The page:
North Tonawanda gym owner is on front line of court fight over mixed martial arts - The Buffalo News

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North Tonawanda gym owner is on front line of court fight over mixed martial arts

NORTH TONAWANDA – A homegrown gym is on the front line in the fight to legalize mixed martial arts in New York.

Victory MMA and TNT Fight Promotions, born on Broad Street in the City of Tonawanda four years ago and now housed on the second floor of Sportsplex on Ridge Road, began challenging the state’s legislative ban on mixed martial arts events in 2012 with the first in a series of amateur fights.

Six shows into the TNT Fight Series, promoter Don Lilly is preparing to put on a professional card next year, encouraged by recent developments in a lawsuit arguing the state’s ban on “combative sports” is unconstitutionally vague.

Federal District Court Judge Kimba M. Wood ruled last week that Lilly and co-plaintiffs – including Ultimate Fighting Championships parent company Zuffa LLC and Ultimate Fighting Championship star Jon Jones, a Rochester native – have adequately alleged an as-applied vagueness challenge to the state law, written shortly after UFC 7 was held in Buffalo’s Memorial Auditorium in 1995 and passed two years later.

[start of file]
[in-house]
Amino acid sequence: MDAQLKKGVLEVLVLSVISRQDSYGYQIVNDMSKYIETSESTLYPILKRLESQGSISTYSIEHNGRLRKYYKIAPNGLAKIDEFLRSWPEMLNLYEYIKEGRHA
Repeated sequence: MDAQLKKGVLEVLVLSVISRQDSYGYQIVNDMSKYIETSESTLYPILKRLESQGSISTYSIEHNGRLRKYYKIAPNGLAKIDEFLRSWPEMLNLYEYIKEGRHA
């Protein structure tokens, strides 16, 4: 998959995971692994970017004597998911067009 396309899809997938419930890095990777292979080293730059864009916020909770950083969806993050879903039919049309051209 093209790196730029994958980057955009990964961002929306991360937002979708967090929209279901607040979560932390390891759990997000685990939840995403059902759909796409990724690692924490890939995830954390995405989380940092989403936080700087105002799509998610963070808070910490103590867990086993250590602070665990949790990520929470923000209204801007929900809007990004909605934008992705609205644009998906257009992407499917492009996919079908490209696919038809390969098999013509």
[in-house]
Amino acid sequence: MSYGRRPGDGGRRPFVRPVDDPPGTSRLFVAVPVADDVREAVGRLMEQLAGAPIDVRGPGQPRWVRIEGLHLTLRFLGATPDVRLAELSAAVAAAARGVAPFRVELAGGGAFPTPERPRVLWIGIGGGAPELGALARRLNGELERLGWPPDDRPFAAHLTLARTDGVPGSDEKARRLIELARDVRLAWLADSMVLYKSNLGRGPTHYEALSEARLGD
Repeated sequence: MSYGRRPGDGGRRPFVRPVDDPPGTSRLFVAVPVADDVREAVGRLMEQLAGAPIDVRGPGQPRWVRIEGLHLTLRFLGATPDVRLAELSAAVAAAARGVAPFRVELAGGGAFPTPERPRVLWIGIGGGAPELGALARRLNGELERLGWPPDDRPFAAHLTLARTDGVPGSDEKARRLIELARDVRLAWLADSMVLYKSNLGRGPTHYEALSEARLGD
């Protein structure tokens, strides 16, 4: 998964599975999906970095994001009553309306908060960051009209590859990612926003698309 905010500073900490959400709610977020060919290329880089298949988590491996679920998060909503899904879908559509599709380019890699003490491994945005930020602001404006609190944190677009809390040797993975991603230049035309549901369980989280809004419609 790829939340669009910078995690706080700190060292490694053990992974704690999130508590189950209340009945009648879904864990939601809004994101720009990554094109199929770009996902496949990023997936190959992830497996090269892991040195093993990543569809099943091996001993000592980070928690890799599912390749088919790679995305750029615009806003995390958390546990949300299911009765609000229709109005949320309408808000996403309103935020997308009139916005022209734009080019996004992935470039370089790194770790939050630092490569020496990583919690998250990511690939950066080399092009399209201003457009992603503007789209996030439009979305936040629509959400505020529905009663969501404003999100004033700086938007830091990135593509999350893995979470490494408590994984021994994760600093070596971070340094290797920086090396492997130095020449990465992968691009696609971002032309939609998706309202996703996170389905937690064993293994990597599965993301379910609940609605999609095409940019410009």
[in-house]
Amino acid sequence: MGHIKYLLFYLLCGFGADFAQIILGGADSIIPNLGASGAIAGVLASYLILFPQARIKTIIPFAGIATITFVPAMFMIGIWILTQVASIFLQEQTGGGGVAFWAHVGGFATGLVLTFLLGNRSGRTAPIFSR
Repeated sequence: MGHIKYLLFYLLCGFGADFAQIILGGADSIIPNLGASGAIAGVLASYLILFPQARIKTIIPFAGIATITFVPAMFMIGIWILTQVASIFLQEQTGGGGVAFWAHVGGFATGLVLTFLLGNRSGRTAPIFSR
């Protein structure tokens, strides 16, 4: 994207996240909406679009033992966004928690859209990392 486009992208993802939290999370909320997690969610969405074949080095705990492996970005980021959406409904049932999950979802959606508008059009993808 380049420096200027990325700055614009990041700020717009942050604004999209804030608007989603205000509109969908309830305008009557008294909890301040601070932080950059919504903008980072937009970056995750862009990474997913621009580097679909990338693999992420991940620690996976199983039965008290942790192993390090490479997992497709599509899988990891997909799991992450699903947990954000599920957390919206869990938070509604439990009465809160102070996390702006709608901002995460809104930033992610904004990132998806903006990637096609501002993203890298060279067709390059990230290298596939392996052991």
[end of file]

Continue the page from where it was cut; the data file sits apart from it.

Of the 48 states with athletic commissions, New York is the only one with a ban on professional MMA fights. New York’s 1997 Combative Sports Ban specifically prohibits mixed martial arts, while boxing, wrestling and various forms of martial arts remain legal.

“Muay Thai, jiu-jitsu, karate and any martial art is legal in New York. Every weekend, tournaments happen,” said Tom Neff, co-owner of Victory MMA with founders Lilly and Erik Herbert.

Wood dismissed five of the plaintiffs’ six claims against the law, but in declining to dismiss the vagueness claim, she noted the state’s inconsistent enforcement of the ban over the years, including exemptions made for professional martial arts bouts in Lockport sanctioned by the World Kickboxing Association.

“A plain reading of this provision suggests plaintiffs would be allowed to promote a professional MMA event in New York if the event were sanctioned by one of the exempt organizations,” Wood wrote.

In a motion to dismiss the lawsuit in January 2012, State Attorney General Eric T. Schneiderman and Manhattan District Attorney Cyrus R. Vance wrote that the law “explicitly speaks to ‘professional’ combative sports and does not address amateur sports” and that it “does not treat amateur MMA bouts any differently from amateur bouts involving traditional martial arts.”

Upon learning this, Lilly organized the first TNT Fight card, which drew a capacity crowd of more than 800 people to the Rainbow Roller Rink in May 2012.

“Everybody told me that it can’t be done, that we were going to get shut down, I was going to get arrested,” Lilly said. “But I’m reading right there in black and white that amateur fights are legal in New York and I said why has nobody stepped up to do this yet?”